Report suspicious e-mails or calls to the Federal Trade Commission through the Internet at http://www.ftc.gov/bcp/edu/microsites/idtheft/, or by calling 1-877-IDTHEFT (1-877-438-4338).

 

What to do if you fall victim

 

• Contact your financial institution immediately and alert them to the situation.

• Close accounts you think have been tampered with or opened fraudulently. Call the security or fraud department of each associated company or financial institution. Follow-up in writing and supply copies of supporting documents.
• It is important to notify credit card companies and financial institutions in writing. Send your letters by certified mail, return receipt requested, so you can document when and what the company received. Keep copies of your correspondence and enclosures.

• Report all suspicious contacts to the Federal Trade Commission through the Internet at http://www.ftc.gov/bcp/edu/microsites/idtheft/, or by calling 1-877-IDTHEFT (1-877-438-4338).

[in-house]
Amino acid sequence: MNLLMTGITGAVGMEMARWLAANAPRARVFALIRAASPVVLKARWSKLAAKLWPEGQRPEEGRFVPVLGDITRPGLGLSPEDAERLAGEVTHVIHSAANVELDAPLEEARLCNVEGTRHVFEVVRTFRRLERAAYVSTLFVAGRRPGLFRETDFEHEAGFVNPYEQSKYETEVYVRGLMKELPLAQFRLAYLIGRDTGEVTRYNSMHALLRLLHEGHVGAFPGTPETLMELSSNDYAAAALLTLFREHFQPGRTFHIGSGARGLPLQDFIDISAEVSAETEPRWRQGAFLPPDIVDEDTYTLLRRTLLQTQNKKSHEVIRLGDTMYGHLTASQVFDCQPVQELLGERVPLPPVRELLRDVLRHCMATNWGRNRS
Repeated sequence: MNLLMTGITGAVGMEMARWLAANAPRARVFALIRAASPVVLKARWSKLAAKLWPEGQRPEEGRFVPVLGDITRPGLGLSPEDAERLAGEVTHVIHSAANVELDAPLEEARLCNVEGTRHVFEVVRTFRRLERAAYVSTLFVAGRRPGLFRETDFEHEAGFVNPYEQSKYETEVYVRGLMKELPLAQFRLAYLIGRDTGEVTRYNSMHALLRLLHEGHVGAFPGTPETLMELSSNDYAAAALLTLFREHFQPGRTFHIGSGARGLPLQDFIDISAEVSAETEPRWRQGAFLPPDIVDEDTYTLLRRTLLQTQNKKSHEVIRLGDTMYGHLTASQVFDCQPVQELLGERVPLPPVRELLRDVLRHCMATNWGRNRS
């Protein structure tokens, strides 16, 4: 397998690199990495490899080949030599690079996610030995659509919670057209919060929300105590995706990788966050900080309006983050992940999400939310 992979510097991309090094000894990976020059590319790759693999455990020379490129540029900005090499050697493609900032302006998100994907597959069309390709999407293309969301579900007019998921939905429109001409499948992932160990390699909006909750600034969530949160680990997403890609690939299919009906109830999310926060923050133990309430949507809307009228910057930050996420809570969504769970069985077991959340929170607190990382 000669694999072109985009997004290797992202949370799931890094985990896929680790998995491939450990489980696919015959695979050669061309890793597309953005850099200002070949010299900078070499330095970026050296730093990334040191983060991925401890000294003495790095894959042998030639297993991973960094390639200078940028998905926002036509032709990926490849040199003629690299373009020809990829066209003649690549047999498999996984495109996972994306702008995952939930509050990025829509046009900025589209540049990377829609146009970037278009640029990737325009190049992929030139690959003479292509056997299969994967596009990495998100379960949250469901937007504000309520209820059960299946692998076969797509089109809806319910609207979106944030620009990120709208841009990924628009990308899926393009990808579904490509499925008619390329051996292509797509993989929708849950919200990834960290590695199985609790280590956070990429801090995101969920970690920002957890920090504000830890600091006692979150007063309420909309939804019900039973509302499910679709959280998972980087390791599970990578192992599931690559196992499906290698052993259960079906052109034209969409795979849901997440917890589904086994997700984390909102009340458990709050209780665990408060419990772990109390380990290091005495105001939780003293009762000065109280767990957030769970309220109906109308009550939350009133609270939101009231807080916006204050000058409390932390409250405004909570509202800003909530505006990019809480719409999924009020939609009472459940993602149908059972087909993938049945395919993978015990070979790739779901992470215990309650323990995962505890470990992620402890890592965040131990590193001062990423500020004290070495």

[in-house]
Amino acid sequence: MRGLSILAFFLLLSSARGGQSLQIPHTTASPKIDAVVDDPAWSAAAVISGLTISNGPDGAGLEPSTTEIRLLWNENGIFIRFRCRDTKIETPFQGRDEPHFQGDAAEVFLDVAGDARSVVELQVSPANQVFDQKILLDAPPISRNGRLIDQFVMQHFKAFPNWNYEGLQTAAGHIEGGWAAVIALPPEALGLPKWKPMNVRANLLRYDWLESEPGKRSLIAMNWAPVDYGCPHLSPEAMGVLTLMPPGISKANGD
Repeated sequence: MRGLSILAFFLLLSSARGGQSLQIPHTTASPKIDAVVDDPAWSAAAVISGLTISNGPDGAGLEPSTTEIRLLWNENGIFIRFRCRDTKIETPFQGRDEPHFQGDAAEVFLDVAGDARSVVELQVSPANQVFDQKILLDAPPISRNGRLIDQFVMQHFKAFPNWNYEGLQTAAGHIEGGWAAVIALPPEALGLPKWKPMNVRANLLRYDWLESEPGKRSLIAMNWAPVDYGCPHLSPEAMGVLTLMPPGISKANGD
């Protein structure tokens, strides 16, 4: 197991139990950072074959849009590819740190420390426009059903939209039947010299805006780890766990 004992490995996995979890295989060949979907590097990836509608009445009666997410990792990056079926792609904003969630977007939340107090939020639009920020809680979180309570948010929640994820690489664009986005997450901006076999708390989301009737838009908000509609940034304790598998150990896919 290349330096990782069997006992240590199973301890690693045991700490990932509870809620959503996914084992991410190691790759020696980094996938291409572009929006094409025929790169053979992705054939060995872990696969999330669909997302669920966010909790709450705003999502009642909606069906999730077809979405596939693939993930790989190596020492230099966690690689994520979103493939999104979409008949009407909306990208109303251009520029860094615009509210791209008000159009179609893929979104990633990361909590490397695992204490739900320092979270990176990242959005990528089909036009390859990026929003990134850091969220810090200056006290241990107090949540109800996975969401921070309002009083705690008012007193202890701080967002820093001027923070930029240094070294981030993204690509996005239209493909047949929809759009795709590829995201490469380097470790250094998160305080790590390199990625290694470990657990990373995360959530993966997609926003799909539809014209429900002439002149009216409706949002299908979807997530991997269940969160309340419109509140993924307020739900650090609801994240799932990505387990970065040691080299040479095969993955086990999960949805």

• Check with your state Attorney General’s office to find out if state law requires the police to take reports for identity theft. Check the Blue Pages of your telephone directory for the phone number, or check www.naag.org for a list of state Attorney General offices. 
 

If possible, file a report with local police or police in the community where the identity theft took place. Obtain a copy of the police report or the report number. It can help you deal with creditors who need proof of the crime. If the police are reluctant to take your report, ask to file a “Miscellaneous Incidents” report.

 

If you disclose sensitive information in a phishing attack, contact one of the three major credit bureaus listed below and discuss whether to place a fraud alert on your file. A fraud alert will help prevent thieves from opening a new account in your name.

 

Equifax

800-525-6285

P.O. Box 740250

Atlanta, GA 30374

www.equifax.com

 

Experian

888-397-3742

P.O. Box 1017

Allen, TX 75013

www.experian.com 

TransUnion

800-680-7289

P.O. Box 6790

Fullerton, CA 92634

www.transunion.com

 

FM Bank

337-332-4132

100 S. Main Street

Breaux Bridge, LA 70517

www.fmbanking.com